blog advertising is good for you

Saturday, August 14, 2010

Media-Whore D'Oeuvres



"Score another one for new media: an anonymous, twenty-something blogger has become Mexico's go-to for information on the country's deadly drug war. Blog del Narco, launched in March, includes postings from both drug traffickers (such as warnings and even a beheading) and law enforcement (crime scenes accessible only to the police and military). In one case, Blog del Narco helped lead to a major arrest, when a video posted detailed a prison warden's system of setting inmates free at night to carry out drug cartel murders. The AP tracked down this mysterious blogger, who revealed that he is a student in northern Mexico majoring in computer security. When he launched the blog, he intended it to be a hobby, but has grown faster than his wildest expectations, now receiving 3 million hits weekly. The blogger also uses Facebook and Twitter. Since late 2006, over 28,000 people have died in drug-related violence in Mexico. The country has become one of the most dangerous places in the world for journalists ..." (ForeignPolicy)



"Charlie Rangel ended his raucous birthday fundraiser last night by encouraging the attendees to see if the bar was still open, then leading a Si Se Puede chant, then a 'Fired Up! Ready To Go!' cheer, and finally, dancing on stage, alone. Today, he is entering full campaign mode with a kick-off announcement of sorts up in Harlem. (Of sorts because the campaign already did do their kick-off in Washington Heights, which was panned in New York Magazine and which Jonathan Tasini said was in that neighborhood because they wanted to neutralize his candidacy.)" (Observer)



"Dr. Laura Schlessinger recently berated a black woman who called to complain that her white husband's friends are racists. To be more specific, they regularly come over, ask impolite questions about black stereotypes, and use the n-word as if she isn’t there. The talk-radio host replied that black people frequently use the n-word, so getting upset about its use by non-black people is nothing but oversensitivity. 'Turn on HBO and listen to a black comic, and all you hear is nigger nigger, nigger,' Schlesinger said. 'I don't get it. If anybody without enough melanin says it, it's a horrible thing. But when black people say it, it's affectionate. It's very confusing.' Unsurprisingly, the exchange made news, owing largely to the fact that Dr. Laura used the n-word 11 times during the woman’s relatively brief call. 'You said ni**er nig**er ni**er, and I hope everybody heard it,' the caller exclaimed. Replied the talk-radio host: 'Yes they did, and I'll say it again: Nigger nigger nigger is what you hear on HBO.' It should be noted that Dr. Laura invoked the n-word not as a racist, but as a bullying, tone-deaf, faux-na├»ve, tendentious blowhard." (TheDailyBeast)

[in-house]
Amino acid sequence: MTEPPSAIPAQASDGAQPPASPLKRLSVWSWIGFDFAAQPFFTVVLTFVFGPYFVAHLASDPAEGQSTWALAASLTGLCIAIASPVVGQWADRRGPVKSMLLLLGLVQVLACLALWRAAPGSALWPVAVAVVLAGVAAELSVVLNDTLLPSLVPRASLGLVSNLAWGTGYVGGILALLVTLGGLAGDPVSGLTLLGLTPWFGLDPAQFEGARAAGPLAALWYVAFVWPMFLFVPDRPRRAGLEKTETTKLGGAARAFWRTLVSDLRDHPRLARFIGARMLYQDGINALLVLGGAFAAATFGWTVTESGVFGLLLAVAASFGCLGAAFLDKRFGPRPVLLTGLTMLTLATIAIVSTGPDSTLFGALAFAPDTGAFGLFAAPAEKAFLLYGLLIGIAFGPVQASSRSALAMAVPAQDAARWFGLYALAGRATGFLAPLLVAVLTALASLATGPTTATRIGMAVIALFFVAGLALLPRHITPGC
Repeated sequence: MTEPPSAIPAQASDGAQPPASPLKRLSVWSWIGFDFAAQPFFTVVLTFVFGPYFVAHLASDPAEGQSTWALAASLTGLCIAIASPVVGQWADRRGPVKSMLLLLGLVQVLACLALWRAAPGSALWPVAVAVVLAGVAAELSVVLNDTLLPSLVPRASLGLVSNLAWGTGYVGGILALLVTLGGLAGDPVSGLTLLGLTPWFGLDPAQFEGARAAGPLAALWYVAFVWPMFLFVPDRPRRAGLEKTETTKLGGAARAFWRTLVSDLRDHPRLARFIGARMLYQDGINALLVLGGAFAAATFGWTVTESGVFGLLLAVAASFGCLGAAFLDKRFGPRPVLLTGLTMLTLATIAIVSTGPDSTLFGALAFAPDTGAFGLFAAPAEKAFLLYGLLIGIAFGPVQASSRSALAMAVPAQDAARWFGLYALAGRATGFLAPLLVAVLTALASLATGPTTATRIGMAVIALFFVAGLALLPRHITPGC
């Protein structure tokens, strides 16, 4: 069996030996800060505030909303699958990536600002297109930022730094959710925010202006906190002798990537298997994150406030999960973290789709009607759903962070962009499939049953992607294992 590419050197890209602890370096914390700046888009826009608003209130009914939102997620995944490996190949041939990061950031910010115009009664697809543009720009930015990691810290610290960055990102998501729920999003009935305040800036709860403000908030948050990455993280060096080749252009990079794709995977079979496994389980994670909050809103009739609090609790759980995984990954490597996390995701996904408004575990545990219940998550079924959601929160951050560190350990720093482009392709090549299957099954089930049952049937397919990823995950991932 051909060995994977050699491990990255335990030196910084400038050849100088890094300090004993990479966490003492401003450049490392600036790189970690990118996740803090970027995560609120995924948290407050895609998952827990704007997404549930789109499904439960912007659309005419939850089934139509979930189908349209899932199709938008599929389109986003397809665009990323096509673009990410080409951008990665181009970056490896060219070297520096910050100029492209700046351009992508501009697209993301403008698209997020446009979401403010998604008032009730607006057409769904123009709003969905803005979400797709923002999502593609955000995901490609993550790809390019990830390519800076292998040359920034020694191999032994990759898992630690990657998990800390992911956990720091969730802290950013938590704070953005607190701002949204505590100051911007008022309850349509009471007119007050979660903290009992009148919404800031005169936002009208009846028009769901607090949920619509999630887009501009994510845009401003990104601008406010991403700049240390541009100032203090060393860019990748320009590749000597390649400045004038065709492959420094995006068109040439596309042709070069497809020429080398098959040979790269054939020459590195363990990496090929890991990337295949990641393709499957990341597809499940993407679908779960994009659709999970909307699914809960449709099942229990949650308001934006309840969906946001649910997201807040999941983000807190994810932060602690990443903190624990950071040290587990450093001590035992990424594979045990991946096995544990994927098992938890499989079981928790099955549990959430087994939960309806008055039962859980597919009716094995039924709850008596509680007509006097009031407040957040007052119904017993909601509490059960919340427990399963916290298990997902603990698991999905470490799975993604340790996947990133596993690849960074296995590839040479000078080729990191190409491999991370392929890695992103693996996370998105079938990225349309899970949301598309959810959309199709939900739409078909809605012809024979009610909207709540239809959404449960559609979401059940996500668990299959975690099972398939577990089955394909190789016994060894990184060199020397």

"Most every young actress in Hollywood wants to play homicidal, binge-drinking bisexual Lisbeth Salander, the title character in the upcoming movie 'The Girl With the Dragon Tattoo.' Some industry insiders say there hasn't been such a frenzied casting search since the two-year hunt for Scarlett O'Hara in 'Gone with the Wind' (1939), which propelled Vivien Leigh to stardom. 'There aren't that many good parts out there these days,' one producer said of the adaptation of the best-selling novel. 'Every chick wants to play it.' But the plum will probably go to an unknown, now that director David Fincher has rejected such name stars as Natalie Portman, who's almost too old at 29; Ellen Page, 23 ('Juno'), and Carey Mulligan, 25, ('An Education'), who were deemed to be too clean-cut; and Emma Watson, 20, of the 'Harry Potter' movies, who denied she cut her hair short to audition for Fincher." (PageSix)